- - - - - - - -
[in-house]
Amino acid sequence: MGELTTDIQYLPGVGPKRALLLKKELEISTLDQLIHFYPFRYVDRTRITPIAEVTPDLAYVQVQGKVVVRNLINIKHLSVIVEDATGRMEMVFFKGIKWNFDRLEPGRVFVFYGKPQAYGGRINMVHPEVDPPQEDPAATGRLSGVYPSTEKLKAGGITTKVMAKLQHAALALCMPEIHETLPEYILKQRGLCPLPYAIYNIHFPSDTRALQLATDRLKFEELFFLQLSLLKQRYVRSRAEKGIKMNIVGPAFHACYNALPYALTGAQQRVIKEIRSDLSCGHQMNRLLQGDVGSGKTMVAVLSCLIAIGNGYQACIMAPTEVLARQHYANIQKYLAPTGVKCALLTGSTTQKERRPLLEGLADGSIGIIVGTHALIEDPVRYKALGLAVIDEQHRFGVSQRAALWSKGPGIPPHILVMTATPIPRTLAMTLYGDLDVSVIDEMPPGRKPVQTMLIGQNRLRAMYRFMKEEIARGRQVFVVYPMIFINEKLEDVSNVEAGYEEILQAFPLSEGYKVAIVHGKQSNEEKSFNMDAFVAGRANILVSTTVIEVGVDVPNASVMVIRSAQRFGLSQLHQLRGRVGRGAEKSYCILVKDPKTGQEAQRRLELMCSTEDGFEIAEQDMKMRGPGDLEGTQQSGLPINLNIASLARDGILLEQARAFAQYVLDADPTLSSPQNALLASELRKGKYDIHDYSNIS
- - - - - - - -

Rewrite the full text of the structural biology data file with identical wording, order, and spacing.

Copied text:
[in-house]
Amino acid sequence: MGELTTDIQYLPGVGPKRALLLKKELEISTLDQLIHFYPFRYVDRTRITPIAEVTPDLAYVQVQGKVVVRNLINIKHLSVIVEDATGRMEMVFFKGIKWNFDRLEPGRVFVFYGKPQAYGGRINMVHPEVDPPQEDPAATGRLSGVYPSTEKLKAGGITTKVMAKLQHAALALCMPEIHETLPEYILKQRGLCPLPYAIYNIHFPSDTRALQLATDRLKFEELFFLQLSLLKQRYVRSRAEKGIKMNIVGPAFHACYNALPYALTGAQQRVIKEIRSDLSCGHQMNRLLQGDVGSGKTMVAVLSCLIAIGNGYQACIMAPTEVLARQHYANIQKYLAPTGVKCALLTGSTTQKERRPLLEGLADGSIGIIVGTHALIEDPVRYKALGLAVIDEQHRFGVSQRAALWSKGPGIPPHILVMTATPIPRTLAMTLYGDLDVSVIDEMPPGRKPVQTMLIGQNRLRAMYRFMKEEIARGRQVFVVYPMIFINEKLEDVSNVEAGYEEILQAFPLSEGYKVAIVHGKQSNEEKSFNMDAFVAGRANILVSTTVIEVGVDVPNASVMVIRSAQRFGLSQLHQLRGRVGRGAEKSYCILVKDPKTGQEAQRRLELMCSTEDGFEIAEQDMKMRGPGDLEGTQQSGLPINLNIASLARDGILLEQARAFAQYVLDADPTLSSPQNALLASELRKGKYDIHDYSNIS